The monument, the cross and the Chinese sailor
October 1882: When he had localised the spot – under a talie (the Samoan name of the tropical almond tree [Terminali catappa]) where the remains of the members of the expedition killed by the Samoans were buried – Father Vidal, a Marist missionary who had been settled in Tutuila since 1873, had a small temporary monument built with a “cross of rot-resistant wood”
July 1884: The cruiser Kerguelen, Captain Agénor Fournier, brought a bronze commemorative plaque which was laid “on a white coral plinth”. The plaque bears the erroneous inscription “erected in 1883” and only the names of the French sailors. The Chinese sailor was “forgotten”.
November 1887: The French government ordered the Fabert, Captain Bénier, to take to A’asu a wrought iron fence to surround the monument. On the 4th November, the crew raised the cross which was lying on the ground, while at the main house, where the high chief and the main dignitaries of the village were gathered, the presents brought by the French were unwrapped: “a senator’s gown [today in the Musée Jean P. Haydon in Pago Pago}, a plumed hat, a sword with a mother-of-pearl hilt, and a fine Lefaucheux rifle, with gilt fittings, accompanied by an ample supply of cartridges”.(3) Made confident by the presence of the missionaries and by these gifts, the old chief finally agreed to break the silence which surrounded these terrible events: at A’asu only the French leader had been buried there, the remains of the other sailors were taken to Upolu, a neighbouring island, as war trophies. This would explain the sudden large number of warriors (more than 1200 according to Laperouse’s story; “from fifteen to eighteen hundred men” according to Dagelet), much greater than the total population of the village (3). The aggressors had thus come from the large neighbouring island of Upolu. But other points remain to be clarified. In his letter of 5th October to the Father Procurator of Missions, Father Vidal wrote about the location envisaged for the monument, to be “reassured from excavations that it was really at this spot that was situated the grave of our illustrious sailors that was for so long unknown”(3). Now, five years later, the village chief took from a chest the “fractured skull [and] fragments of the tibia and thighbone” (3) of de Langle, which were taken back to France. A question remains: were Father Vidal and Captain Bénier misled by the old chief who was keen to not break a hundred year-old taboo?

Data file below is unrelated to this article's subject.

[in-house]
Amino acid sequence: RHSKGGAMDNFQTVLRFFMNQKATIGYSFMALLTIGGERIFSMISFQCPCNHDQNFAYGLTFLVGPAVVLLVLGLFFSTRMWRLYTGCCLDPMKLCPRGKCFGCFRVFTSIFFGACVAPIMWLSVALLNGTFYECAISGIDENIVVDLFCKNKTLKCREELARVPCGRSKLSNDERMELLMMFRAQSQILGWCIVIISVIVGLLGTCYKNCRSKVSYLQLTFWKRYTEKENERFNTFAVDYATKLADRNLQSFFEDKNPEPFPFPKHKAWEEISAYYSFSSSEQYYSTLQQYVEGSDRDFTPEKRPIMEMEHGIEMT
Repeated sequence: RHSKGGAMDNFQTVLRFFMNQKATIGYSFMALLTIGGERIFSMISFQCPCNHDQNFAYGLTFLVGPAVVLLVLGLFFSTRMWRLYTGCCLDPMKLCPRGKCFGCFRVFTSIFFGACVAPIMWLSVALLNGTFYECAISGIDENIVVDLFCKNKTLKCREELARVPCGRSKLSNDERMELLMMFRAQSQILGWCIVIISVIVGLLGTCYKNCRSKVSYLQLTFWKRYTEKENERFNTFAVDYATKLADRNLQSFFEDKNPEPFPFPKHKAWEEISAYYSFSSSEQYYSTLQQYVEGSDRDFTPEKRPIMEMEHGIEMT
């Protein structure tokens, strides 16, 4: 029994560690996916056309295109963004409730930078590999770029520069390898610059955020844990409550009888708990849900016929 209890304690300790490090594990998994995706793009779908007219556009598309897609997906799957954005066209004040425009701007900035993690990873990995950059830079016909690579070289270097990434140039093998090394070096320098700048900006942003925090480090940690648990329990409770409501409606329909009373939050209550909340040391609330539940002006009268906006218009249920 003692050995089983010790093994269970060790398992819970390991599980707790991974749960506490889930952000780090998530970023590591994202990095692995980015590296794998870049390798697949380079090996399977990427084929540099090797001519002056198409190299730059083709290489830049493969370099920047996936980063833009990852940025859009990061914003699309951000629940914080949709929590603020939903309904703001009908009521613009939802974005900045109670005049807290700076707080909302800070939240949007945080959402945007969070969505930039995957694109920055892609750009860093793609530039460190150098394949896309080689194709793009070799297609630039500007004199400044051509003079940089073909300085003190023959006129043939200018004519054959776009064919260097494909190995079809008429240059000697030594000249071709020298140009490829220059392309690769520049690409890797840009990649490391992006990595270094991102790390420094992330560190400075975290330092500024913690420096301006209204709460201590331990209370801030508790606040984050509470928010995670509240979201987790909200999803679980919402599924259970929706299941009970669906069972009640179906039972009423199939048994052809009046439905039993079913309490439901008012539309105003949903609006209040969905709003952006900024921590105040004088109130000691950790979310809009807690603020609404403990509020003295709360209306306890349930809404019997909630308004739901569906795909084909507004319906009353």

May 1933: The despatch vessel Savorgnan de Brazza, Captain Rosati, landed a new fence at Tutuila to replace the old one.
August 1949: When the Dumont d’Urville, Captain Gauthier, stopped off, the cross and wrought iron fence were replaced with a cross and surroundings made from cement. On this occasion, Chief Lualemana donned the senator’s gown given to his grandfather!
Sixty-three years later, we found the wrought iron cross, in the bottom of the valley, adorning one of the numerous chiefs’ graves, a simple pile of basaltic stones. The monument is still there, facing the sea, after having been restored several times, the last being in 2007, under the aegis of the American Bureau for Historic Preservation and thanks to a joint-financing by the Consulat‑Général de France in San Francisco.
As for the Chinese sailor, we were told at A’asafou that an old woman in the village claimed to be a descendant of his. He had escaped and she had at her home some objects and uniforms recovered in 1787. Another statement in the same vein is known …that of Gabriel Lafond de Lurcy who learned in 1845 at Tutuila “that several of the companions of the unfortunate de Langle had been spared by the natives, and even that one of them was still alive and living on one of the eastern islands with his wife and children”. This type of oral tradition, one that is encountered frequently in the South Seas, asks to be verified.
It can be seen that the tragic events occurring at A’asu on 11th December 1787 give rise to many questions. We will return to them in a future article.
This transIation is by Dr W A Land and appears by kind permission of the Editor of the ‘Journal de bord’, journal of the members of the Association Lapérouse Albi-France. The French original appeared in issue No 54, Hiver 2012,
 Lapérouse was probably confused with the Manu’a islands, a collective name for the islands Ofu, Olosega and Ta’u, lying 30 miles to the east of Tutuila. Another possible explanation: “mauga” means “mountain” in Samoan but is also the designation of the highest ranking chief in Tutuila. In the same way, “Oyalava”, the name that Lapérouse gave to the island of Upolu, could come from a linguistic confusion: in Samoan “o la lava” means, according to the intonation, “It is exactly that” or “is it that?”.
 Milet-Mureau, Louis-Antoine Destouff, baron de, Voyage de Lapérouse autour du monde, Imprimerie de la République, Paris, 1797.
 Letter from Father Vidal to Father Procurator of Missions, Sainte Croix de Leone, 5 Oct 1882. The original is in the Archivi Padri Maristi in Rome. The complete transcription of the copy in the possession of the Société de Géographie was published in Bulletin No58 of the SEHNC, 1984. Extracts had been published by De Bizemont, H de, Dernières découvertes relatives au naufrage de Lapérouse, Bulletin de la Société de Géographie, 2ème trimestre, 1888 and by Fleuriot de Langle, La tragique expédition de Lapérouse et Langle, Hachette, 1954.
 Le Figaro, Saturday 29 June 1889.
 Following the drama at Port des Français, 12 Chinese sailors (six on each ship) were hired in Macao.
 Letter from Lepaute Dagelet to Condorcet, Botany Bay, 6th February 1788; La Géographie, vol.69, 2, 1938, pp.112‑14.
 De Lurcy, Gabriel Lafond, Quelques semaines dans les archipels de Samoa et Viti, Bulletin de la Société de Géographie, janv-juin 1845, 3ème série, T.3.